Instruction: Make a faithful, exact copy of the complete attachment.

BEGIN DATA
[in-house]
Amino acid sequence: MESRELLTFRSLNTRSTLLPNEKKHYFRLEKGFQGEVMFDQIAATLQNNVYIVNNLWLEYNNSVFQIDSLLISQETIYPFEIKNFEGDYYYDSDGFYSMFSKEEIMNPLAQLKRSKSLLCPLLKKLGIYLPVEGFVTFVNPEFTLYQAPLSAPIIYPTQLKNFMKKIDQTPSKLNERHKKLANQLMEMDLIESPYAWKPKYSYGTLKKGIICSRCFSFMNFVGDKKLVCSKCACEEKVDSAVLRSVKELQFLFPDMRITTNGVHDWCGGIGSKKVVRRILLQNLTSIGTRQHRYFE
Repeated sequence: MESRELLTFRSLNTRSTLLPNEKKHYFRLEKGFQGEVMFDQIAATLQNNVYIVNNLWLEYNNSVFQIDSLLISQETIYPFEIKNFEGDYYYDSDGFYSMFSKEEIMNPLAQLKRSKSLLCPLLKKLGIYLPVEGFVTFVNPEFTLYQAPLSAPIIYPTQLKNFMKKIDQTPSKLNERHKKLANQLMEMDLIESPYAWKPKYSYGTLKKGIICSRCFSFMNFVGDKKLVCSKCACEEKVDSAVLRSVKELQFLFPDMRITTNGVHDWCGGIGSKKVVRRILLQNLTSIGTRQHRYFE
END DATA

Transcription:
[in-house]
Amino acid sequence: MESRELLTFRSLNTRSTLLPNEKKHYFRLEKGFQGEVMFDQIAATLQNNVYIVNNLWLEYNNSVFQIDSLLISQETIYPFEIKNFEGDYYYDSDGFYSMFSKEEIMNPLAQLKRSKSLLCPLLKKLGIYLPVEGFVTFVNPEFTLYQAPLSAPIIYPTQLKNFMKKIDQTPSKLNERHKKLANQLMEMDLIESPYAWKPKYSYGTLKKGIICSRCFSFMNFVGDKKLVCSKCACEEKVDSAVLRSVKELQFLFPDMRITTNGVHDWCGGIGSKKVVRRILLQNLTSIGTRQHRYFE
Repeated sequence: MESRELLTFRSLNTRSTLLPNEKKHYFRLEKGFQGEVMFDQIAATLQNNVYIVNNLWLEYNNSVFQIDSLLISQETIYPFEIKNFEGDYYYDSDGFYSMFSKEEIMNPLAQLKRSKSLLCPLLKKLGIYLPVEGFVTFVNPEFTLYQAPLSAPIIYPTQLKNFMKKIDQTPSKLNERHKKLANQLMEMDLIESPYAWKPKYSYGTLKKGIICSRCFSFMNFVGDKKLVCSKCACEEKVDSAVLRSVKELQFLFPDMRITTNGVHDWCGGIGSKKVVRRILLQNLTSIGTRQHRYFE